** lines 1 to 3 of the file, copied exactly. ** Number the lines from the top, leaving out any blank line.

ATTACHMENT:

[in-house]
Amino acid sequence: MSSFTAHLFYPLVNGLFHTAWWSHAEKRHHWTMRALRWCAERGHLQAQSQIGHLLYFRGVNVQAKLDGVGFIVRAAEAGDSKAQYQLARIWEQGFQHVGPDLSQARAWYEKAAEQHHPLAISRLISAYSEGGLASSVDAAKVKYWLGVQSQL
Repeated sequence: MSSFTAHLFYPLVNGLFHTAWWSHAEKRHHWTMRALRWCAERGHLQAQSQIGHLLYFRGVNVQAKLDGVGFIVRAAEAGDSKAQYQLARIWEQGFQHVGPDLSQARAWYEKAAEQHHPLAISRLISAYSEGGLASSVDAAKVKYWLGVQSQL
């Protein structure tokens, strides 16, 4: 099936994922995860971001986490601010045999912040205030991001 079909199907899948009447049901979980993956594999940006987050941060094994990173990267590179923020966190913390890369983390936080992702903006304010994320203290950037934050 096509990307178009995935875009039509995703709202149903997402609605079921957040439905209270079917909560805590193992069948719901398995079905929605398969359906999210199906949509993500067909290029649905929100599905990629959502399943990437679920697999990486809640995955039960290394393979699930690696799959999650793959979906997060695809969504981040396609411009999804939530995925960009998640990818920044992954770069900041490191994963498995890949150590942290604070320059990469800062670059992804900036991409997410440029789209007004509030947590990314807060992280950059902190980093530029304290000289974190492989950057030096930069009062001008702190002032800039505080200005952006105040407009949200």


[in-house]
Amino acid sequence: MSSFTAHLFYPLVNGLFHTAWWSHAEKRHHWTMRALRWCAERGHLQAQSQIGHLLYFRGVNVQAKLDGVGFIVRAAEAGDSKAQYQLARIWEQGFQHVGPDLSQARAWYEKAAEQHHPLAISRLISAYSEGGLASSVDAAKVKYWLGVQSQL
Repeated sequence: MSSFTAHLFYPLVNGLFHTAWWSHAEKRHHWTMRALRWCAERGHLQAQSQIGHLLYFRGVNVQAKLDGVGFIVRAAEAGDSKAQYQLARIWEQGFQHVGPDLSQARAWYEKAAEQHHPLAISRLISAYSEGGLASSVDAAKVKYWLGVQSQL